Survey teams are still trying to determine the exact paths and strength of each tornado, and many of the tornado reports on these maps are for the same tornado since they traveled such long distances.

April 27 — Arkansas

The tornado outbreak in Arkansas was thankfully limited to one violent tornado that stayed on the ground for about two hours and tore a few dozen mile path through the center of the state. The supercell that spawned the tornado that tore through Mayflower and Vilonia formed right on the edge of the "high risk" area outlined by the SPC for violent tornado formation. Surveyors gave the tornado, which killed 15 people, a preliminary EF-3 rating on the Enhanced Fujita Scale, reserving the right to raise the final rating once they complete their tour of the damage.

The only way the forecast "busted" is that the outbreak wasn't really much of an outbreak, as there were only two tornadoes in the state that day.

All of the other tornadoes that formed across the United States on Sunday occurred in areas where the SPC said there would be a slight risk (2/5 risk) for severe weather.

April 28 — Alabama/Mississippi

The violent tornado outbreak in Alabama and Mississippi was more prolific and damaging than the one that occurred in Arkansas the day before it, spawning over two dozen tornadoes across the region and killing nearly a dozen people.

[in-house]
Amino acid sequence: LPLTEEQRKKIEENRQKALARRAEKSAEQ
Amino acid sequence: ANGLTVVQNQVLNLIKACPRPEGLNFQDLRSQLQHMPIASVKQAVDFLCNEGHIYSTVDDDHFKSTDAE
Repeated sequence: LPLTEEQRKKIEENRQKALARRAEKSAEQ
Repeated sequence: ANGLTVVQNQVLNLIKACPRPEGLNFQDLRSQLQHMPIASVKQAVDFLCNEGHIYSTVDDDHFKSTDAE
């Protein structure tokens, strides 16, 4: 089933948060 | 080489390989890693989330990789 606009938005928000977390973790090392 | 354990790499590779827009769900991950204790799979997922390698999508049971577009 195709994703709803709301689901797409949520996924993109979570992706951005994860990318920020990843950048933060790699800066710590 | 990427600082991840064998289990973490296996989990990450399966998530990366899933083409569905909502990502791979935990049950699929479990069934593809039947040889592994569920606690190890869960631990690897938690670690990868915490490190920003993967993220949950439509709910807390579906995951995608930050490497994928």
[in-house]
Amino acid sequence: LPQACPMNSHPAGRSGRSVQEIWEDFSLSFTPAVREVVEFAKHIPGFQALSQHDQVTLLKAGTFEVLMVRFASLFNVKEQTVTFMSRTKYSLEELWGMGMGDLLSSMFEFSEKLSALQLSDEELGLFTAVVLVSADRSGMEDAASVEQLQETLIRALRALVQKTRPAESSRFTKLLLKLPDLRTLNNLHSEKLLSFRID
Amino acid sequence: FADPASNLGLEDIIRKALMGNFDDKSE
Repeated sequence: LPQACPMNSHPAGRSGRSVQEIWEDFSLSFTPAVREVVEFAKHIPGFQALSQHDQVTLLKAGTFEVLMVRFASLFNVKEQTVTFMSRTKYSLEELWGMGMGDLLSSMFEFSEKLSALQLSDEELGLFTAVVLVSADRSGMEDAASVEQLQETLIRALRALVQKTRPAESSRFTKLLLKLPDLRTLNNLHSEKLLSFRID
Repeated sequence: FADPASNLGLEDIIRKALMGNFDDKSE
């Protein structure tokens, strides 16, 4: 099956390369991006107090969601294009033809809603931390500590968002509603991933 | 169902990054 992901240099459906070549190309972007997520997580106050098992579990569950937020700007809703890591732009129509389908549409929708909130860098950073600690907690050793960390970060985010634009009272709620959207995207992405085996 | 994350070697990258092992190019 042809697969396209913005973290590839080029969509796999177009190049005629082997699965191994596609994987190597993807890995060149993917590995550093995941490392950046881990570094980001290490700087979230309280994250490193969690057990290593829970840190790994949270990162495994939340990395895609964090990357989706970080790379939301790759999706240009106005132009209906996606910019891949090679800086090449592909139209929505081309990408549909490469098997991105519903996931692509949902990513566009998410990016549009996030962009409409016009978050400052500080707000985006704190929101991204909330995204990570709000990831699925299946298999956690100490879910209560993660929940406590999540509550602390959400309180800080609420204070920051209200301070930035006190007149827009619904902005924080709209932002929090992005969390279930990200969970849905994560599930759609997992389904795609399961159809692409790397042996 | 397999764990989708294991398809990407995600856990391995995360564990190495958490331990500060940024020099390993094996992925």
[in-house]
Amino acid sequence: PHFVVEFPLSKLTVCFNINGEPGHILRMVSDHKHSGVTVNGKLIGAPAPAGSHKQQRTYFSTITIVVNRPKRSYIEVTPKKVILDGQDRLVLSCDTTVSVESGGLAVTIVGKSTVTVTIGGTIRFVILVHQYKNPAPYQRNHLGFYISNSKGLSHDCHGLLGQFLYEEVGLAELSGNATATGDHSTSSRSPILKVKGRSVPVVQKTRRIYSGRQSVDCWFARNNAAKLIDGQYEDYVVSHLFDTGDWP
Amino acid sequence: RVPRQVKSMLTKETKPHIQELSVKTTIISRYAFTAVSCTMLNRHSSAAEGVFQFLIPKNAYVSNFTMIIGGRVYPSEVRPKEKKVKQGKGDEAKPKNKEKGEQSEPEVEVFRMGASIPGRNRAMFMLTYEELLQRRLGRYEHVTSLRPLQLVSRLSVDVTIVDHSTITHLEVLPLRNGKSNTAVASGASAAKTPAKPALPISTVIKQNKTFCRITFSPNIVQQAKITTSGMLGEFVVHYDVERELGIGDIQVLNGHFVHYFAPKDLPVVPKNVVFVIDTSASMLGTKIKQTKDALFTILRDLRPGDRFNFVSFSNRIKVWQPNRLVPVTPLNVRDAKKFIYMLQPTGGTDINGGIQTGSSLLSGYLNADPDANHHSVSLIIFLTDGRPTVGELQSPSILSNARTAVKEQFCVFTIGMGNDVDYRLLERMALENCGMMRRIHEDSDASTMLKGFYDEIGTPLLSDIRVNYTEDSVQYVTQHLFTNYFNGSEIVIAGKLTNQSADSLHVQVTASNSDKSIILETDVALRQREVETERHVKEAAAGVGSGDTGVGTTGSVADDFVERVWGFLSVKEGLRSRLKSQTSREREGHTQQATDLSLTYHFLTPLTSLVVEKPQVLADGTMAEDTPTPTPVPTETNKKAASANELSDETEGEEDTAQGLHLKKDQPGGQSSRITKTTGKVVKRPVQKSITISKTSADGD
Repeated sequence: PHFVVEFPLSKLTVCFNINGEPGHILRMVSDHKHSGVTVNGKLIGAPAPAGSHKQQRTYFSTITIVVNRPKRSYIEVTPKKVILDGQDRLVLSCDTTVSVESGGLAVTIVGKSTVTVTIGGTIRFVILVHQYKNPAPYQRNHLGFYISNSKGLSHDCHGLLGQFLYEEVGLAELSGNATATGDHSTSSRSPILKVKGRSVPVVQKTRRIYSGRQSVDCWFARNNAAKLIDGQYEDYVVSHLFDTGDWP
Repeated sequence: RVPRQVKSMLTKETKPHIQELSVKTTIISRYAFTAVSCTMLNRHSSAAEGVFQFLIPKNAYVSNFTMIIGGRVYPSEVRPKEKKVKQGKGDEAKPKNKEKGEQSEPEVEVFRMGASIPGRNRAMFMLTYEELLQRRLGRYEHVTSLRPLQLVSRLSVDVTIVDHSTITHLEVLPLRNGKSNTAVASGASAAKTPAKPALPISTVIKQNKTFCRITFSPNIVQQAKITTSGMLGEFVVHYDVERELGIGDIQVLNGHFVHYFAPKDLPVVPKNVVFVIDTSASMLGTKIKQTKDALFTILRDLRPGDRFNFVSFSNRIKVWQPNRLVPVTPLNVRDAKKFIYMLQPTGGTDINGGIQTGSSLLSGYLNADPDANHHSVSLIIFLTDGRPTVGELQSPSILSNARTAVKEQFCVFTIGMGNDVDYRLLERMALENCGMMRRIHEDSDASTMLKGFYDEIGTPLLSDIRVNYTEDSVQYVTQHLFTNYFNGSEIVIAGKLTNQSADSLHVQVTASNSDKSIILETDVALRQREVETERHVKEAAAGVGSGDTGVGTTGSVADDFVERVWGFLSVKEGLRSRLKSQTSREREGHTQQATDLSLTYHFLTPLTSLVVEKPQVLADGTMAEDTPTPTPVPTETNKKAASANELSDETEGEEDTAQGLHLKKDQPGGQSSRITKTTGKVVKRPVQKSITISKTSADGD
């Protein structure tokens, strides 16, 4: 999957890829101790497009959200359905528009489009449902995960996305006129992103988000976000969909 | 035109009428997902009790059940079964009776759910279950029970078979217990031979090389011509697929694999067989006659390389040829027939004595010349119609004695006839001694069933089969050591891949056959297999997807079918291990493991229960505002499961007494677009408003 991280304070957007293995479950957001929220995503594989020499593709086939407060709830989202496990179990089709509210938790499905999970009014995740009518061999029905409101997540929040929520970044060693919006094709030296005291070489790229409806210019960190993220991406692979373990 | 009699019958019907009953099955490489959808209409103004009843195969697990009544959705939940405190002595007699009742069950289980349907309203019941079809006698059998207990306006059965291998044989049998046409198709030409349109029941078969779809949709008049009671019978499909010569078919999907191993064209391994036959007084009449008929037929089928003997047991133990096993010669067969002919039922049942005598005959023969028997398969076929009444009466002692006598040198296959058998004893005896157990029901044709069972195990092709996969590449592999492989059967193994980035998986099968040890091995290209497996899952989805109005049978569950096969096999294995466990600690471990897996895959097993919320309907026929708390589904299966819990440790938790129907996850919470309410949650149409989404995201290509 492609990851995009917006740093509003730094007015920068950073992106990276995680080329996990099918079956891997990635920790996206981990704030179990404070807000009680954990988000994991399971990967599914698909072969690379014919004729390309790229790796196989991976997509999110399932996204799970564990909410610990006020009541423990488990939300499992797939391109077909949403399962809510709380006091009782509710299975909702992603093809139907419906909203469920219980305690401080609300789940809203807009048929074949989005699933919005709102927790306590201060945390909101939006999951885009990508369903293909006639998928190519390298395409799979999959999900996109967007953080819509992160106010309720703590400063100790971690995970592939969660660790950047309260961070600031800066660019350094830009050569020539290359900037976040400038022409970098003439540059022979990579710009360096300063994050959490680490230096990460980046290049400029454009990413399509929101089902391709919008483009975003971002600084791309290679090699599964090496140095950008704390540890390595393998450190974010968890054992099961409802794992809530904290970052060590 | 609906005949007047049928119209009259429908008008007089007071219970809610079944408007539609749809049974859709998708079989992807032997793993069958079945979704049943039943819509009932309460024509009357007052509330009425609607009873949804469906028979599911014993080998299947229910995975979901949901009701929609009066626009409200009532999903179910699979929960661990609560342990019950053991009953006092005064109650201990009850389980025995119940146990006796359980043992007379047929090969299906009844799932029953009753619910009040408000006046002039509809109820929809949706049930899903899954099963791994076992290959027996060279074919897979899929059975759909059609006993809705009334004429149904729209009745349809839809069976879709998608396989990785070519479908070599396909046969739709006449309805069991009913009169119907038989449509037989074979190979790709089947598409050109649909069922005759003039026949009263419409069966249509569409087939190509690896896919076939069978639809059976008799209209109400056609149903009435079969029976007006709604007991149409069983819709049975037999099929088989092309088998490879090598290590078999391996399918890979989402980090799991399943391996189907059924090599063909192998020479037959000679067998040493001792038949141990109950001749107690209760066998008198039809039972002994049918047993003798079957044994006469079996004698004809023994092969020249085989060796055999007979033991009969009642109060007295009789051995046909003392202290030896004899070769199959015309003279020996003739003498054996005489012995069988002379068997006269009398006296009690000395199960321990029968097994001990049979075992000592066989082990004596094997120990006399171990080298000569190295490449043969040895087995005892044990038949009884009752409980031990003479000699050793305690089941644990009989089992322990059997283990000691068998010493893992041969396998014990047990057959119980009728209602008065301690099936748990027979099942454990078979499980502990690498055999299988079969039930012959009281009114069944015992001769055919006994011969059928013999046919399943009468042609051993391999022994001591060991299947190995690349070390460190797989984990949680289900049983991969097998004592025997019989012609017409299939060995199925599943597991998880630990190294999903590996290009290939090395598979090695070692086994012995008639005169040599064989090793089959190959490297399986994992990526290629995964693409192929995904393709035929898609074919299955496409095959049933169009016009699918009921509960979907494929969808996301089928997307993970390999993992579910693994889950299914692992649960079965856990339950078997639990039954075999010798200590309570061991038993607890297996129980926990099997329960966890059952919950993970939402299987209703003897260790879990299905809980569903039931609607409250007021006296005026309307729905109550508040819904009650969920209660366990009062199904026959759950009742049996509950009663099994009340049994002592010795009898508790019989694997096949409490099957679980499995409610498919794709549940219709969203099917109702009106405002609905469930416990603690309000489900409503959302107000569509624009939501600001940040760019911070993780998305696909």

All of the largest, strongest tornadoes on April 28 occurred in the area the SPC placed under a "high risk" (5/5 risk) for severe weather on Monday. Survey crews are working to determine the strength and paths of the tornadoes that tore through the region, but many of the storms were rated strong EF-3 and EF-4s on the Enhanced Fujita Scale.

April 29 — A Bust in Alabama and Mississippi

On Tuesday, the atmosphere was conducive to the development of more violent, long-track tornadoes over much of the same areas in Alabama and Mississippi that saw the intense weather on Monday. The SPC issued a moderate risk for severe weather in anticipation of the outbreak, but thankfully, it was a bust: nothing happened.

A complex of thunderstorms along the Gulf Coast — the same one that produced copious amounts of flooding after dropping over a foot of rain in many spots — pumped enough cool, stable air into interior sections of the Deep South that it prevented the instability necessary to form dangerous thunderstorms that could produce large tornadoes.